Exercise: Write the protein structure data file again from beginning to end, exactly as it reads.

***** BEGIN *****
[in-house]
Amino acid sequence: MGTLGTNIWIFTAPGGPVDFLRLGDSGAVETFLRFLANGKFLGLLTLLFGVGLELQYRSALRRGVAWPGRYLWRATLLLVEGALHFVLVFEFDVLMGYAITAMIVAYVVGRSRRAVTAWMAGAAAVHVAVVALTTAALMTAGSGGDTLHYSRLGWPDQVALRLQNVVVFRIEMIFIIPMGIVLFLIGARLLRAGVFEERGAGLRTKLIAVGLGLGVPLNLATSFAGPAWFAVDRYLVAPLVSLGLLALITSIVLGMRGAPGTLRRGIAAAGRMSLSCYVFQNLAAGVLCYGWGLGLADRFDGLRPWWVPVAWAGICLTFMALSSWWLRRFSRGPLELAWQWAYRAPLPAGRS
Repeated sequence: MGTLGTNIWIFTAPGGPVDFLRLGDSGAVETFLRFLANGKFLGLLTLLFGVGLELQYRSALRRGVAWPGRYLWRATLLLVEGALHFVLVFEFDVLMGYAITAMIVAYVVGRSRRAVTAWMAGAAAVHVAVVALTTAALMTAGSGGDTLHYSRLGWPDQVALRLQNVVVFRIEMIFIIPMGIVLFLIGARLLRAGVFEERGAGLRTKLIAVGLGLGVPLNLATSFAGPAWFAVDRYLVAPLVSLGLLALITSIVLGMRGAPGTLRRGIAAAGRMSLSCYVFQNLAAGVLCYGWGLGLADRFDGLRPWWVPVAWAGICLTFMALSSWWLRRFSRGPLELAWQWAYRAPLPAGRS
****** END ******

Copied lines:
[in-house]
Amino acid sequence: MGTLGTNIWIFTAPGGPVDFLRLGDSGAVETFLRFLANGKFLGLLTLLFGVGLELQYRSALRRGVAWPGRYLWRATLLLVEGALHFVLVFEFDVLMGYAITAMIVAYVVGRSRRAVTAWMAGAAAVHVAVVALTTAALMTAGSGGDTLHYSRLGWPDQVALRLQNVVVFRIEMIFIIPMGIVLFLIGARLLRAGVFEERGAGLRTKLIAVGLGLGVPLNLATSFAGPAWFAVDRYLVAPLVSLGLLALITSIVLGMRGAPGTLRRGIAAAGRMSLSCYVFQNLAAGVLCYGWGLGLADRFDGLRPWWVPVAWAGICLTFMALSSWWLRRFSRGPLELAWQWAYRAPLPAGRS
Repeated sequence: MGTLGTNIWIFTAPGGPVDFLRLGDSGAVETFLRFLANGKFLGLLTLLFGVGLELQYRSALRRGVAWPGRYLWRATLLLVEGALHFVLVFEFDVLMGYAITAMIVAYVVGRSRRAVTAWMAGAAAVHVAVVALTTAALMTAGSGGDTLHYSRLGWPDQVALRLQNVVVFRIEMIFIIPMGIVLFLIGARLLRAGVFEERGAGLRTKLIAVGLGLGVPLNLATSFAGPAWFAVDRYLVAPLVSLGLLALITSIVLGMRGAPGTLRRGIAAAGRMSLSCYVFQNLAAGVLCYGWGLGLADRFDGLRPWWVPVAWAGICLTFMALSSWWLRRFSRGPLELAWQWAYRAPLPAGRS